Treatment with short-term starvation was started at 70–80% cell confluence. STS medium consisted of DMEM containing 1 g/L glucose, 2% FBS, 1% penicillin/streptomycin for the MCF-7, MDA-MB-231 and MDA-MB-468, HS578 cell lines; RPMI containing 2 g/L glucose, 2% FBS, 1% penicillin/streptomycin for the SKBR-3 and 4T1 cell lines [9, 16]; DMEM/HAM’s F12 medium supplemented with 5 μg/ml insulin, 4 ng/ml EGF, 0.5 μg/ml hydrocortisone, 100 ng/ml cholera toxin, 1% penicillin/streptomycin, and 1% horse serum for the MCF-10A cells [9, 16].
Metabolomics and survival correlation in the TNBC cohort
Metabolomic profiling of human breast tissues was performed using an untargeted approach. Untargeted metabolic profiling of known and unknown metabolites was performed in 67 human breast tumors and 65 tumor-adjacent noncancerous tissues by Metabolon Inc, as described previously [18, 19]. The TNBC cohort includes patients recruited in Baltimore (Maryland, USA) hospitals between 1993 and 2003, as previously described [18, 19]. Clinical and pathological information (e. g. hormone receptor status) was obtained from medical records and pathology reports. Triple-negative tumors were negative for estrogen, progesterone, and HER2 receptor expression. In total 17 triple-negative tumors where the metabolic analysis was available were identified [18, 19]. Survival analysis was performed in these 17 patients, who had long-term follow up for breast cancer-specific survival.
Chemicals and pharmaceuticals agents
Cisplatin (1 mg/mg solution for injection, Pfizer Hellas S.A.) and doxorubicin hydrochloride (2 mg/ml, Pfizer Hellas S.A.) were diluted in DMEM before usage in vitro; TH1579 (karonudib 10 mM provided by Thomas Helleday Foundation), and gemcitabine (Sigma-Aldrich) were diluted in DMSO before usage. N-acetylcysteine (NAC, A7250 Sigma-Aldrich) was diluted at 100 mg/ml in phosphate buffered saline (PBS), filtered, pH-tested and aliquots stored at − 20 °C.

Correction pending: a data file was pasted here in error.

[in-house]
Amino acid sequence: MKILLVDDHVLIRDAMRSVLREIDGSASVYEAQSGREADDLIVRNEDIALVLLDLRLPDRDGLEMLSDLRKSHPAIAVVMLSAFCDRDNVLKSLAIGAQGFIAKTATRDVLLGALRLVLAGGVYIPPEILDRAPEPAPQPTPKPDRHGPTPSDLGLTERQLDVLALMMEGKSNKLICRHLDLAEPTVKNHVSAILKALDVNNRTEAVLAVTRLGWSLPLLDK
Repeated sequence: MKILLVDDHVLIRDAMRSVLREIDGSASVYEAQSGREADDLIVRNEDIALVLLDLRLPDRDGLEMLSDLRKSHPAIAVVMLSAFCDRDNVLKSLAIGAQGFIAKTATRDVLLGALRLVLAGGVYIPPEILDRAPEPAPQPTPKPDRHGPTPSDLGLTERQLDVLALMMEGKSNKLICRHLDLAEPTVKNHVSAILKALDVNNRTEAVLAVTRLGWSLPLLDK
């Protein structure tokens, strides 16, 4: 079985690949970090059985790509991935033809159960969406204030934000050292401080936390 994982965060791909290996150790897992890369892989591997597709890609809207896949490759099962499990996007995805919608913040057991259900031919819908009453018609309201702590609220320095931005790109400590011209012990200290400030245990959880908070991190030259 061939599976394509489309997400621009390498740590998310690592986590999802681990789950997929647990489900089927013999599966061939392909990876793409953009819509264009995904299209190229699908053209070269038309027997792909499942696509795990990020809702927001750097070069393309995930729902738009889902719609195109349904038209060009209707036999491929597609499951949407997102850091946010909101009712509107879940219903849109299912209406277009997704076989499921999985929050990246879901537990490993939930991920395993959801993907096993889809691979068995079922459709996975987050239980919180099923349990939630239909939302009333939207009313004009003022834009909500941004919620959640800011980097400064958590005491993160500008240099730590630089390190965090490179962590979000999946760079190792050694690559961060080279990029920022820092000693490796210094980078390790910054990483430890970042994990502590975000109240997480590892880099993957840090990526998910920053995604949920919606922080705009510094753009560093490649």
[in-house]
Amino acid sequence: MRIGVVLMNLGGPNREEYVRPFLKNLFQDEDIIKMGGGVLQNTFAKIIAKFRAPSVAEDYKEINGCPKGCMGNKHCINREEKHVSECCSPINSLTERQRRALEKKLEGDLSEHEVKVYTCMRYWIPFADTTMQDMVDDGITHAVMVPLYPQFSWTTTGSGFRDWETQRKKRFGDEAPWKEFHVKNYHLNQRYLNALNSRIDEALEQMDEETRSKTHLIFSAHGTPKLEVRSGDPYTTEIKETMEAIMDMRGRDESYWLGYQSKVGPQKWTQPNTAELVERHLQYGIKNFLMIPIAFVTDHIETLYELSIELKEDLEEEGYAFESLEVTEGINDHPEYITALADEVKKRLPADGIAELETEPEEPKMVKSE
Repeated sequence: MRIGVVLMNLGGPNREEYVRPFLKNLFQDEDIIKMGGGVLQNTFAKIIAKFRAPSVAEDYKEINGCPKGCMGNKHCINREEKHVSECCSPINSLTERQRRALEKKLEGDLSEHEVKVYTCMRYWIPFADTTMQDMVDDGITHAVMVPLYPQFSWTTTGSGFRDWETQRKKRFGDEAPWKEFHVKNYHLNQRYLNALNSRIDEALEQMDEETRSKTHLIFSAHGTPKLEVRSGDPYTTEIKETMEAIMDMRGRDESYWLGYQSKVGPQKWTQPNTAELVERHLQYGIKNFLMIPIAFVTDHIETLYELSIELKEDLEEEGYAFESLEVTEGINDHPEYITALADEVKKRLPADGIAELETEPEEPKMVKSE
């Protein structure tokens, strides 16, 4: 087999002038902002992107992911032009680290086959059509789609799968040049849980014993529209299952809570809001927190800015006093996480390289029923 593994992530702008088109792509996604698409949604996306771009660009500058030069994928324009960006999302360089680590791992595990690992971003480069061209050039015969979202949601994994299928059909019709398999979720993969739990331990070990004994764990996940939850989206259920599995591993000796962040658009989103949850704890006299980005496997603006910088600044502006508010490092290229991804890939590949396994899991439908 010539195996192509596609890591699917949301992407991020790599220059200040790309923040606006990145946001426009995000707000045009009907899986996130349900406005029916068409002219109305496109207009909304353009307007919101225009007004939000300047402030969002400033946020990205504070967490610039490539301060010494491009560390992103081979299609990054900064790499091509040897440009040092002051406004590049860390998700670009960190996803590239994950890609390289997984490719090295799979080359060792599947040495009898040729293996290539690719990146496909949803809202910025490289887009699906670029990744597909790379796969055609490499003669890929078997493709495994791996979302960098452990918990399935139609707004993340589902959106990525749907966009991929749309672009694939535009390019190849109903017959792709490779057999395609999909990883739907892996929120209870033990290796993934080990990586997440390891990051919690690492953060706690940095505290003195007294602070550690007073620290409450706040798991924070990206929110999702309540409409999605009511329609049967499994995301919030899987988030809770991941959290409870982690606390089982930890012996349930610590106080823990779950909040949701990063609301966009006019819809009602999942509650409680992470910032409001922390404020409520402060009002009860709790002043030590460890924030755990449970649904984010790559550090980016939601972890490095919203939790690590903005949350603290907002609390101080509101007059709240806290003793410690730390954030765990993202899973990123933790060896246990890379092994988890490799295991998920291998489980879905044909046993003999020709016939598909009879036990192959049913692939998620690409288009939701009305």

Cells were washed once with PBS and fresh medium supplemented with the MTT solution (Sigma-Aldrich) (10 μl of the 5 mg/ml MTT solution in 100 μl medium for each well). Cells were incubated in the dark at 37 °C for 6 h to allow the formation of purple-black formazan crystals. Medium was replaced with DMSO (Sigma-Aldrich) and absorbance was recorded in a plate reader at 650 nm and 570 nm. Background optical density (650 nm) was subtracted from the 570 nm absorbance values as previously described .
Intracellular ROS measurement
For the assessment of ROS production, cells were incubated with 10 μM CM-2',7'-dichlorodihydrofluorescein diacetate (H2DCFDA, Thermo Fisher Scientific) in PBS for 30 min at 37 °C in the dark. Following dye removal, cells were incubated for 10 min with PBS and lysed in Nonidet P-40 lysis buffer (1% Nonidet P-40, 150 mM NaCl, and 50 mM Tris, pH 8.0). Lysates were cleared by centrifugation at 19,000g for 10 min at 4 °C. The supernatant was diluted 1:4 (v/v) in ddH2O, and fluorescence was measured using a VersaFluor Fluorometer System (Bio-Rad Laboratories, Hercules, CA, USA) at 490 nm excitation and 520 nm emission.
Hoechst 33342 and propidium iodide (PI) staining